College Policy Debate Forums
April 20, 2018, 04:06:55 PM *
Welcome, Guest. Please login or register.
Did you miss your activation email?

Login with username, password and session length
News: IF YOU EXPERIENCE PROBLEMS WITH THE SITE, INCLUDING LOGGING IN, PLEASE LET ME KNOW IMMEDIATELY.  EMAIL ME DIRECTLY OR USE THE CONTACT US LINK AT THE TOP.
 
   Home   Help Search Login Register CEDA caselist Debate Results Council of Tournament Directors Edebate Archive  
Pages: [1]
  Print  
Author Topic: Kentucky Octo pairing Frosh Qtrs pairing Doubles results  (Read 5507 times)
glarson
Sr. Member
****
Posts: 477


« on: October 08, 2012, 09:08:46 AM »

attached

* Kentucky 2012 OCTOS Frosh QTRs.pdf (9.81 KB - downloaded 1067 times.)
* Kentucky Doubles.pdf (10.1 KB - downloaded 872 times.)
Logged
ScottElliott
Full Member
***
Posts: 148


« Reply #1 on: October 08, 2012, 09:35:24 AM »

Wow. Wow. Looked at the Double Octofinal results. Can you say Affirmative side bias?
Logged
Chris Crowe
Newbie
*
Posts: 26


« Reply #2 on: October 08, 2012, 09:57:47 AM »

Not quite as bad as that damn "higher seed bias."
Logged

Chris Crowe
ScottElliott
Full Member
***
Posts: 148


« Reply #3 on: October 08, 2012, 11:35:19 AM »

True. But, it seems a lot of teams are choosing Aff.
Logged
brubaie
Jr. Member
**
Posts: 77


« Reply #4 on: October 08, 2012, 01:10:57 PM »

I often think "side bias" claims are overblown.

We can't derive that more teams flipped a particular way from the available info (Scott's conclusion.) All 16 teams that won the debate could've lost the flip, the other side selected Neg and the Aff just happened to win most of them.

What we can do is control for skill and widen the data set by looking at the prelim win-loss records for the elimination-round qualifiers.

Elimination-round qualifiers went a collective 191-65. 96 of those wins went to the Neg and 95 went to the Aff.

An identical number of teams were "very" strong on one side (5 teams won 4 Aff debates and 2 Neg debates, 5 teams won 4 Neg debates and 2 Aff debates.) There were 7 teams who were "slightly" stronger on the Neg than the Aff (4 Neg wins, 3 Aff wins or 3 Neg wins, 2 Aff wins) while there 6 of those on the Aff. There were 9 teams who won an equal number (3) on each side of the resolution.

I am as hopeful as anybody for an Aff renaissance but it doesn't appear that one is in the offing at Kentucky. That the 2A has managed to battle to an equal share of victories in the era of Neg traveshamockery is impressive enough.

There is, however, a youth renaissance. Is Peyton the only Senior in the Quarters?

* UKWinsBySide2012.xlsx (11.65 KB - downloaded 255 times.)
« Last Edit: October 08, 2012, 01:16:56 PM by brubaie » Logged
ScottElliott
Full Member
***
Posts: 148


« Reply #5 on: October 08, 2012, 01:17:32 PM »

I am glad to see the data for the people that made it to elims. What about for the whole tournament?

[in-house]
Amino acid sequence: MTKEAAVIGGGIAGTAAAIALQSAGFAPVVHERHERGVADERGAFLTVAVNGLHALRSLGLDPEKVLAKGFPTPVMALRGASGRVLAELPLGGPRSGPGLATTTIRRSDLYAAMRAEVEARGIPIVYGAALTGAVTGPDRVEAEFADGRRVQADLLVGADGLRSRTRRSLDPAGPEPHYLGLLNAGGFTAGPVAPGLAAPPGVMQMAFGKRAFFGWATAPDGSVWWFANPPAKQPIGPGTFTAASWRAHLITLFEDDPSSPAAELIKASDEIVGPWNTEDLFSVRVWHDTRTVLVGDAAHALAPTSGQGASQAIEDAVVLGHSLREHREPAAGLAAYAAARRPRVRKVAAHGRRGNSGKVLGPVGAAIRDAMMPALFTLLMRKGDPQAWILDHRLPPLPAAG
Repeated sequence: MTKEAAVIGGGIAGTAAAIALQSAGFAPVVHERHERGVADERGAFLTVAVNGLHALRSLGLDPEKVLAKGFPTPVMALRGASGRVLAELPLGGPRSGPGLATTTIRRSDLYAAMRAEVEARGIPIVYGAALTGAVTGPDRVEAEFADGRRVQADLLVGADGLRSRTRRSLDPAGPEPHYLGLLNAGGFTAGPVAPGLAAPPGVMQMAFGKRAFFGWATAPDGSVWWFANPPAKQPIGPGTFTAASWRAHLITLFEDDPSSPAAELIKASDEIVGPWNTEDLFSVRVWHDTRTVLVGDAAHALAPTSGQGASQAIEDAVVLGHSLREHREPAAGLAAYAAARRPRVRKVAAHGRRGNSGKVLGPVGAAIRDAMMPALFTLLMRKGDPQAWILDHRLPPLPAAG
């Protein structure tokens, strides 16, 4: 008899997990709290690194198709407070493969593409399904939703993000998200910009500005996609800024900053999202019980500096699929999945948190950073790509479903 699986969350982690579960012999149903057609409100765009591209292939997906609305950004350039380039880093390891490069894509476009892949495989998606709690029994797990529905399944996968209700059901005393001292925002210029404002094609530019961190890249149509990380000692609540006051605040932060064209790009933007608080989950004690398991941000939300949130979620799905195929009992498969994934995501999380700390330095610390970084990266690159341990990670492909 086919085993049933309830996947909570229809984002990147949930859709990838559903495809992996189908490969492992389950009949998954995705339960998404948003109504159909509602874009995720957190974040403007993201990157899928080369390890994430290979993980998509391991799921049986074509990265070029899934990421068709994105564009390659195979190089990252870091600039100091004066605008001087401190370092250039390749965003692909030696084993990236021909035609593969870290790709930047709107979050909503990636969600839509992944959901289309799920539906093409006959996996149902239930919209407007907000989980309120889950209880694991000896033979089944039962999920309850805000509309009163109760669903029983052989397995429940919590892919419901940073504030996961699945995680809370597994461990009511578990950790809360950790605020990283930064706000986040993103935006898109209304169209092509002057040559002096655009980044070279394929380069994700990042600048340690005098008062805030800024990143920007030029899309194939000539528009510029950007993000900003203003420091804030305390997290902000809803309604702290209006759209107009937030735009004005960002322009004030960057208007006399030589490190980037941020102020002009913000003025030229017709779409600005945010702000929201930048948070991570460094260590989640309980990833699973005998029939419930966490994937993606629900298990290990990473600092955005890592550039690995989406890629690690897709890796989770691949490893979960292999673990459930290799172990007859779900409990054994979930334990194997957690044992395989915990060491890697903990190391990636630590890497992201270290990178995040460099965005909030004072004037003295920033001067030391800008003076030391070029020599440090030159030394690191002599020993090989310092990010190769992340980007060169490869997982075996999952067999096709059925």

Logged
brubaie
Jr. Member
**
Posts: 77


« Reply #6 on: October 08, 2012, 01:26:27 PM »

I don't plan to construct a data set that large but I would guess the results would be similar.

I also think a smaller, more targeted control group is more useful. The greatest challenge in figuring out a "side bias" that exists independent of debater skill-level (unarguably the primary determinant of who wins debates, as Crowe points out) is to isolate a smaller control group of similarly-skilled debaters.  Limiting the results to elim participants accomplishes this goal.
Logged
joe
Jr. Member
**
Posts: 73


« Reply #7 on: October 08, 2012, 02:23:29 PM »

I am glad to see the data for the people that made it to elims. What about for the whole tournament?

I'd like to see it broken down by SMR's, Bataille, and Other.
Logged
ScottElliott
Full Member
***
Posts: 148


« Reply #8 on: October 08, 2012, 02:54:55 PM »

Seems to me that with power matching, a sample size of 1,000 debates (8 rounds at kentucky times 140+) would be a better determinant of side bias. Obviously I am not a statistician, but it would seem to be pretty easy to compile the data set and find the results.

That would account for the fact that elim rounds are matched power protect. Wouldn't rounds 2-6 be a better determinant of side bias?

Logged
brubaie
Jr. Member
**
Posts: 77


« Reply #9 on: October 08, 2012, 03:59:57 PM »

I agree that prelims are more useful for examination than elims because teams are more closely-matched. My data is based on preliminary debate performance against like opponents. Your original observation was based on the outcome of elim debates.

The difference is whether we gather data from EVERY team that debated. Since the skill gap in the top and bottom of the 3-5 bracket is enormous, I focused solely on elim teams, where the gaps in skill on day 2 are usually less pronounced. If the opposite model is easy to construct then someone could it but it wouldn't be easy and I don't think it would be quite as useful.  
Logged
ScottElliott
Full Member
***
Posts: 148


« Reply #10 on: October 08, 2012, 05:25:20 PM »

I disagree that the skill gas for the middle and bottom of the bracket at Kentucky or Wake is the large. But, it does not matter that much, one way or the other.
Logged
Pages: [1]
  Print  
 
Jump to:  

Powered by MySQL Powered by PHP Powered by SMF 1.1.19 | SMF © 2013, Simple Machines
SMF customization services by 2by2host.com
Valid XHTML 1.0! Valid CSS!